The Washington Post reports the U.S. military has set up small air bases across Africa to conduct surveillance of terrorist groups.
The newspaper, quoting U.S. and African officials, says about a dozen bases have been set up since 2007 in a number of countries, including Burkina Faso, Uganda, Ethiopia, Djibouti, Kenya and the Seychelles.
The Post reports that instead of drones, the surveillance program uses single-engine PC-12s flown by pilots. It says the small, unarmed planes are equipped to record video, track infrared heat patterns, and catch radio and cellphone signals.
A spokesman for the Kenyan Defense Forces, Colonel Cyrus Oguna, denied that there are U.S. air bases in Kenya.
“As far as we are concerned, U.S. is not using any Kenyan air space or any bases from where they can be able to launch observation vessels. However, I know that we do have bilateral arrangements in terms of sharing information and intelligence to fight terror.”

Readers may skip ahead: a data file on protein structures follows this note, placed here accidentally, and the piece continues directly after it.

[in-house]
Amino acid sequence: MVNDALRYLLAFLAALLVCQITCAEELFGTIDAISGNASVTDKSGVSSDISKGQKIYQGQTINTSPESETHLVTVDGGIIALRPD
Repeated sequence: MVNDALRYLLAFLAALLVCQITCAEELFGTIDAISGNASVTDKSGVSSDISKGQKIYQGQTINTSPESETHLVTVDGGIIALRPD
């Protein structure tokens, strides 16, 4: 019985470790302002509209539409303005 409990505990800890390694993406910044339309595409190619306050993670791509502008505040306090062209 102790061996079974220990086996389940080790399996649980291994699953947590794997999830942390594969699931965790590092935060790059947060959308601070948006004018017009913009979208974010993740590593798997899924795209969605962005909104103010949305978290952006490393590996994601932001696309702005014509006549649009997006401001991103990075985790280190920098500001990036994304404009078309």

The Post says the surveillance is overseen by the U.S. military's Special Operations forces but relies heavily on private military contractors and support from African troops.
Targets of the surveillance include al-Qaida-linked militants in Somalia, Yemen, and Africa's Sahel region, and the rebel Lord's Resistance Army in central Africa.
U.S. officials have repeatedly warned of the threat to regional stability presented by such groups and others like Nigeria's Boko Haram.
The Post previously reported that the U.S. has a secret drone program in east Africa and the Arabian peninsula to watch militants in Somalia and Yemen.
The Post based its latest report on unnamed U.S. military and government officials, African officials, U.S. government contracting documents, unclassified military reports, and diplomatic cables released by WikiLeaks.